|Transcription||Harvey Firestone Jr. To Retire Jan. 18 /
Harvey S. Firestone Jr., who has served as a member of the board of directors of the
Firestone Tire & Rubber Co. for 50 years, today announced his retirement from the board effective with the annual meeting Jan. 18. He is 70.
His brother, Raymond C. Firestone, company chairman, and E. B. Hathaway, president, said in their just-released report to stockholders, "Few corporate directors in American industrial history have served a corporation as long or as ably as Harvey S. Firestone Jr. has served our company.
"He has been its president and chairman of its board, and
for 17 years was its chief executive officer.
Because of the length and level of his service to the company, the board has honored him by designating him an honorary
director at the end of his present term."
The retiring Firestone is the eldest of five sons of the firm's founder.
IN A LETTER to the board prior to its taking action on a new slate, Harvey Firestone said:
"It has been mentioned that the board might consider nominating me, for special reasons, as a director for election at our next annual stockholders meeting in January.
"I should like to request that this not be done as I believe that the retirement policy established on Dec. 14, 1965, during my administration as chairman and chief executive officer, and with my complete support is basically sound.
"It materially aids in interesting and bringing younger men into the management of the company, and for this and other fundamental reasons it is in the best interests of the company and should be adhered to without exception for any reason."
Firestone stepped down as company chairman in 1966.
He emphasized that his retirement from the board "in no way changes my keen and enduring interest in the company and in its future progress and success. I shall always be available to render any service and to offer any advice which may be helpful and useful."
Firestone was elected a director of the company in 1919 and has served in many capacities, including vice president from 1929 to 1941, president from 1941 to 1946, president and chief executive officer from 1946 to 1948, chairman and chief executive officer from 1948 to 1963, chairman from 1963 to 1966, and honorary chairman since 1966.
During the 50 years he has been with the company, Firestone's annual sales have grown from $91 million to $2,131,443,965, and its annual profits have increased from $9.3 million to $127,034,657. He has seen the company grow from five plants in the United States to 114 plants throughout the world, and the number of employees grow from 13,200 to nearly 100,000.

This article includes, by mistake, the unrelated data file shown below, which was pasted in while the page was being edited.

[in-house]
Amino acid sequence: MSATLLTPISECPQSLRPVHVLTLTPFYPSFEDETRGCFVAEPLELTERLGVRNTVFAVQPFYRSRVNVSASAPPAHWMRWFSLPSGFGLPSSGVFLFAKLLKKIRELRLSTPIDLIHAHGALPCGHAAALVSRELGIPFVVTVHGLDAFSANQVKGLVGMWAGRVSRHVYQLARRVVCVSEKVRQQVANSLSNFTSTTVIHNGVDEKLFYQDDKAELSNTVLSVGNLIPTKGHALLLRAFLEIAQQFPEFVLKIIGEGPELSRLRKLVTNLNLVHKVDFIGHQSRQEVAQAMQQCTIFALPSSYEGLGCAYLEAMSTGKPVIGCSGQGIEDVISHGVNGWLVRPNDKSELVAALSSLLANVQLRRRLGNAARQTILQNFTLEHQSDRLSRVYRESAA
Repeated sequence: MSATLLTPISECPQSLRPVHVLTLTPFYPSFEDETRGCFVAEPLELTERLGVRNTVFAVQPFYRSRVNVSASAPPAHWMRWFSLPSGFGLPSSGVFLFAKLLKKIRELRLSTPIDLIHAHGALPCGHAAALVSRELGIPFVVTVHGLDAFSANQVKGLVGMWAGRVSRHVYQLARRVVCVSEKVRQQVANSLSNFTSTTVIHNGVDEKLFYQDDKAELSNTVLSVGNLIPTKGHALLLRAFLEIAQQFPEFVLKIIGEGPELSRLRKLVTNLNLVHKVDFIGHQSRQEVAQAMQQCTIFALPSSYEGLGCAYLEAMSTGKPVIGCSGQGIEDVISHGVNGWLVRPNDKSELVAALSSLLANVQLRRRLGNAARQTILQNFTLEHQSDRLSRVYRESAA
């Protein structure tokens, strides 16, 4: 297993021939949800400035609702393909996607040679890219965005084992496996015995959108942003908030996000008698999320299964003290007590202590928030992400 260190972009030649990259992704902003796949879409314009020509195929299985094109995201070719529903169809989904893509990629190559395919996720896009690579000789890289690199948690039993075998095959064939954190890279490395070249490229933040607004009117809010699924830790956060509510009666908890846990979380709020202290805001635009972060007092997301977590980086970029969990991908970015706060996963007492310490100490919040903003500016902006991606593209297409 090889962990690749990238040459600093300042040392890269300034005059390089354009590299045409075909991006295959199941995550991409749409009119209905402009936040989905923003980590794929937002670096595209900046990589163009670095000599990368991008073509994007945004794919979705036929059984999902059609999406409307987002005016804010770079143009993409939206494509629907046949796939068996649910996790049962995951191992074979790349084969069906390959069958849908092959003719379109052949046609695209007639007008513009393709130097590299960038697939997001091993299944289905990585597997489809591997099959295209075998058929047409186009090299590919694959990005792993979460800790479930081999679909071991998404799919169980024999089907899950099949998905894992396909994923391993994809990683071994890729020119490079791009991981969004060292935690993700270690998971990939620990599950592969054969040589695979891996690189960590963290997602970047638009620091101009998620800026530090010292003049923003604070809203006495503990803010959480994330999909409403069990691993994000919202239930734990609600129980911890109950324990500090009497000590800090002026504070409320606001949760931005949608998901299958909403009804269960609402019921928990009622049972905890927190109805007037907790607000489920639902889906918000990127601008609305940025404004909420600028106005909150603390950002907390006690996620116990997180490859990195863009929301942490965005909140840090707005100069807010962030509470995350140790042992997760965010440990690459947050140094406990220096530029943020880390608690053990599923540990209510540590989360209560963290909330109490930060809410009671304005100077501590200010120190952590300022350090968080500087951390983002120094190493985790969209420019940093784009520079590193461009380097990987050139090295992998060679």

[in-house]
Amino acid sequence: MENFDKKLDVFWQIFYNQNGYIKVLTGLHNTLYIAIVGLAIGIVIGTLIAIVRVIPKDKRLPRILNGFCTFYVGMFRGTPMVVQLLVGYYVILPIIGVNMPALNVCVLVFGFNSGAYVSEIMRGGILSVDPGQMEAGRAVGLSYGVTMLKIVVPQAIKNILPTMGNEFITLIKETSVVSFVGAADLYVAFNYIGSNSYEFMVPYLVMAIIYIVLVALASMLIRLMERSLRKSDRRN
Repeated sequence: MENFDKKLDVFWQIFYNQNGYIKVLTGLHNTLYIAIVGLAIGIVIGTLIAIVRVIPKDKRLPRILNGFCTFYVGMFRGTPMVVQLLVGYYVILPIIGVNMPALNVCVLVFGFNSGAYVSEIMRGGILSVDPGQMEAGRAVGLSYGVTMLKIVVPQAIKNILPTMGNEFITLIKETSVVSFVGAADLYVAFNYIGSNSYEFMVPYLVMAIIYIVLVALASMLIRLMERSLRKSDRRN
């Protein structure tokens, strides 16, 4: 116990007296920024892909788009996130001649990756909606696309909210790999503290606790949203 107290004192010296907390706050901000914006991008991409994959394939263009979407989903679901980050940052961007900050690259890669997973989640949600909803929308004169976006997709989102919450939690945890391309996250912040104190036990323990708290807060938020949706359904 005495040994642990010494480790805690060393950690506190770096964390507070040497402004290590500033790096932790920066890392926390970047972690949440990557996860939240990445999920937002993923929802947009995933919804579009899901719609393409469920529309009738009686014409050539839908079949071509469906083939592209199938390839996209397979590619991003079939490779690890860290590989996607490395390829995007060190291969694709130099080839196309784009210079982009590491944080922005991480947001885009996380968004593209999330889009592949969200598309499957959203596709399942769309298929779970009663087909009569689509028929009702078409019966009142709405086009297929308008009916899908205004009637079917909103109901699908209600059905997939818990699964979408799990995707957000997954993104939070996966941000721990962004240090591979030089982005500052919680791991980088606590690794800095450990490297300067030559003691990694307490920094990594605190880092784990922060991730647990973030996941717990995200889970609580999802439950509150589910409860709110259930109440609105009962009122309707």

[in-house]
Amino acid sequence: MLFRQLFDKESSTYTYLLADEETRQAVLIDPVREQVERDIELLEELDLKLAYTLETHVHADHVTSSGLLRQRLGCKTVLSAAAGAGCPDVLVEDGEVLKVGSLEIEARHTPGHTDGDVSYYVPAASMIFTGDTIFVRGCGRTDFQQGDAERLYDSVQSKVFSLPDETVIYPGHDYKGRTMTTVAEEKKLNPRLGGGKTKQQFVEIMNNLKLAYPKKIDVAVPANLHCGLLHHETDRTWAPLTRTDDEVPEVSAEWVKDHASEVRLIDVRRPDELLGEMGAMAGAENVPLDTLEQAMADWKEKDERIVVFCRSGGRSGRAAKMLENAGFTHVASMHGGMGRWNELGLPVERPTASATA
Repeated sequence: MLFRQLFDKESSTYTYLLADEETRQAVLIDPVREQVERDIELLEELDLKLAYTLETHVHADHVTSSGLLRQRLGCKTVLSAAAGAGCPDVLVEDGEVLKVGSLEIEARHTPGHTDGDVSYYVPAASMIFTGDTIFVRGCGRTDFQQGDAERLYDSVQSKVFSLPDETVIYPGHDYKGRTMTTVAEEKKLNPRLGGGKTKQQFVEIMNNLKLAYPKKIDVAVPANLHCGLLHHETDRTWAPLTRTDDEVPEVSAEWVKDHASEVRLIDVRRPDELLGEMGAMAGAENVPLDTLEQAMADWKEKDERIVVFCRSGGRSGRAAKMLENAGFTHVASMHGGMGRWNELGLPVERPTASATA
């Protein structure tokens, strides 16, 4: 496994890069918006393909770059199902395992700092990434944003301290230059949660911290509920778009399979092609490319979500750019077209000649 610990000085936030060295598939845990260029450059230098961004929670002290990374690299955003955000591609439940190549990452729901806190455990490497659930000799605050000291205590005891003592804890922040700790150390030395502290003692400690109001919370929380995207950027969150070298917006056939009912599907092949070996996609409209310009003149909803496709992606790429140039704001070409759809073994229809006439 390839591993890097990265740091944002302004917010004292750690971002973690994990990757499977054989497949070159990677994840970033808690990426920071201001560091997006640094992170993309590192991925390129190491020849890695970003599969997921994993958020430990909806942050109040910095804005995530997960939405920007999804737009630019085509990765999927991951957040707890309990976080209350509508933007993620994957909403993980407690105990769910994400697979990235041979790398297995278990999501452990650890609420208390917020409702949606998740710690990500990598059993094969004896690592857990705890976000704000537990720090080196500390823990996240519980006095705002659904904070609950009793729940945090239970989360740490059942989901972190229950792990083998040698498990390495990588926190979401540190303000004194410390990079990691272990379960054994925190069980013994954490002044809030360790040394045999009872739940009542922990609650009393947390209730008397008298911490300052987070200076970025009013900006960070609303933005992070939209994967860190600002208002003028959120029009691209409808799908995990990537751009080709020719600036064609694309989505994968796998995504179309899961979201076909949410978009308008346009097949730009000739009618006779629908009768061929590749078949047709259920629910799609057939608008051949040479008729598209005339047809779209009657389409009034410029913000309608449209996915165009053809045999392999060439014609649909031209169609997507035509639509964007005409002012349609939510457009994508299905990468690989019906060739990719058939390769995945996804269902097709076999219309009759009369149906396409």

IN ADDITION to his outstanding service to the company, Firestone has been a national leader in civic, religious, educational and humanitarian activities. He is national chairman of United Service Organizations Inc. and has held this position since 1951.
His interest in USO began as USO chairman for Ohio in 1941 and he has served continuously for a longer period of time than any other person. Four Presidents — Truman, Eisenhower, Kennedy and Johnson — appointed him as a member of the USO corporation and the board of governors.
In 1966, he was awarded the United States Department of Defense Medal for Distin- guished Public Service "for exceptionally meritorious civilian service to the Armed Forces" the highest honor that can be given by the department to civilians not in Government service.
HE HAS been decorated by a number of foreign governments including Liberia, Germany, Spain, Finland and France. He served as a member of the International Development Advisory Board by appointment of the President of the United States.
He was chairman of the Presiding Bishop's Committee on Laymen's Work for the Episcopal Church from 1943 through 1958. He served the National Conference of Christians and Jews, and in 1956 was national chairman of Brotherhood Week. He has been active with the International Committee of t h e YMCA and the United Negro College Fund.
He is a charter trustee of Princeton University from which he was graduated. He has been national chairman of the United Community Campaigns of America and of United Nations Week.
IN 1951, Firestone was adjudged one of the 12 outstanding business leaders of America as the result of a nationwide survey by a financial publication.
He is the author of "Man on the Move, The Story of Transportation" published by G. P. Putnam's Sons in 1966. |